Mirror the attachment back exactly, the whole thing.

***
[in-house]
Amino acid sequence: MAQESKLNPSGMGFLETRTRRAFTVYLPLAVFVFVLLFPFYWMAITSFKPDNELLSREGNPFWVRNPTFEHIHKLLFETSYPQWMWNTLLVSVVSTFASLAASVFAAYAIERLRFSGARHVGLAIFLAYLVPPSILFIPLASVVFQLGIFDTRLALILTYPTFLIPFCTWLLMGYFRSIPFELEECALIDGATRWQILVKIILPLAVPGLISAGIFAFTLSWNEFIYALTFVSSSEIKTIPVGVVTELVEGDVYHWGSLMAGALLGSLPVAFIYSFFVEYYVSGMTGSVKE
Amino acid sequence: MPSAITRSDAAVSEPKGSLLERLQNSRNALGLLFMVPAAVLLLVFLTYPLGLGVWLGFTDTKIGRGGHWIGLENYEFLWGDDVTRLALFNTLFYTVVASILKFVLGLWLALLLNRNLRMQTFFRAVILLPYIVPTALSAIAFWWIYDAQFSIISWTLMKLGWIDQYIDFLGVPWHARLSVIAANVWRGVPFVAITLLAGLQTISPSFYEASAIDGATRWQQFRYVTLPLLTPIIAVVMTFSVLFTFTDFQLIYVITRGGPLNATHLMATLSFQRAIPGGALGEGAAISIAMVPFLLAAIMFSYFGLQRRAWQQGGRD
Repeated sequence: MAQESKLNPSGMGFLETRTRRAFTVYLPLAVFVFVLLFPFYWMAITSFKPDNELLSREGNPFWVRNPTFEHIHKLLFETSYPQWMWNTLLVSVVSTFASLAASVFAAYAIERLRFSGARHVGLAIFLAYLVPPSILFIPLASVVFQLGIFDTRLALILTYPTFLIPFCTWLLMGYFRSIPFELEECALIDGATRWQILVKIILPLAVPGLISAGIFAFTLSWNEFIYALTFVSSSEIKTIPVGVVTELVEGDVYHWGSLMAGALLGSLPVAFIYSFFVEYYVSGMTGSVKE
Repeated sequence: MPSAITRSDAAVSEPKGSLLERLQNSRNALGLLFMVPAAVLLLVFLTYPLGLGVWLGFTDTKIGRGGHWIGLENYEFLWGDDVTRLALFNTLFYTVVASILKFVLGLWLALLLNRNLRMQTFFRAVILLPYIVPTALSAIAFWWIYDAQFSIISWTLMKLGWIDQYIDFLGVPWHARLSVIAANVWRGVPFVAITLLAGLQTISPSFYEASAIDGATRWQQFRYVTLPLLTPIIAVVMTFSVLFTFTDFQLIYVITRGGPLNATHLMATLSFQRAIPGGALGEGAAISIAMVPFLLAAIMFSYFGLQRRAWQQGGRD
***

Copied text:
[in-house]
Amino acid sequence: MAQESKLNPSGMGFLETRTRRAFTVYLPLAVFVFVLLFPFYWMAITSFKPDNELLSREGNPFWVRNPTFEHIHKLLFETSYPQWMWNTLLVSVVSTFASLAASVFAAYAIERLRFSGARHVGLAIFLAYLVPPSILFIPLASVVFQLGIFDTRLALILTYPTFLIPFCTWLLMGYFRSIPFELEECALIDGATRWQILVKIILPLAVPGLISAGIFAFTLSWNEFIYALTFVSSSEIKTIPVGVVTELVEGDVYHWGSLMAGALLGSLPVAFIYSFFVEYYVSGMTGSVKE
Amino acid sequence: MPSAITRSDAAVSEPKGSLLERLQNSRNALGLLFMVPAAVLLLVFLTYPLGLGVWLGFTDTKIGRGGHWIGLENYEFLWGDDVTRLALFNTLFYTVVASILKFVLGLWLALLLNRNLRMQTFFRAVILLPYIVPTALSAIAFWWIYDAQFSIISWTLMKLGWIDQYIDFLGVPWHARLSVIAANVWRGVPFVAITLLAGLQTISPSFYEASAIDGATRWQQFRYVTLPLLTPIIAVVMTFSVLFTFTDFQLIYVITRGGPLNATHLMATLSFQRAIPGGALGEGAAISIAMVPFLLAAIMFSYFGLQRRAWQQGGRD
Repeated sequence: MAQESKLNPSGMGFLETRTRRAFTVYLPLAVFVFVLLFPFYWMAITSFKPDNELLSREGNPFWVRNPTFEHIHKLLFETSYPQWMWNTLLVSVVSTFASLAASVFAAYAIERLRFSGARHVGLAIFLAYLVPPSILFIPLASVVFQLGIFDTRLALILTYPTFLIPFCTWLLMGYFRSIPFELEECALIDGATRWQILVKIILPLAVPGLISAGIFAFTLSWNEFIYALTFVSSSEIKTIPVGVVTELVEGDVYHWGSLMAGALLGSLPVAFIYSFFVEYYVSGMTGSVKE
Repeated sequence: MPSAITRSDAAVSEPKGSLLERLQNSRNALGLLFMVPAAVLLLVFLTYPLGLGVWLGFTDTKIGRGGHWIGLENYEFLWGDDVTRLALFNTLFYTVVASILKFVLGLWLALLLNRNLRMQTFFRAVILLPYIVPTALSAIAFWWIYDAQFSIISWTLMKLGWIDQYIDFLGVPWHARLSVIAANVWRGVPFVAITLLAGLQTISPSFYEASAIDGATRWQQFRYVTLPLLTPIIAVVMTFSVLFTFTDFQLIYVITRGGPLNATHLMATLSFQRAIPGGALGEGAAISIAMVPFLLAAIMFSYFGLQRRAWQQGGRD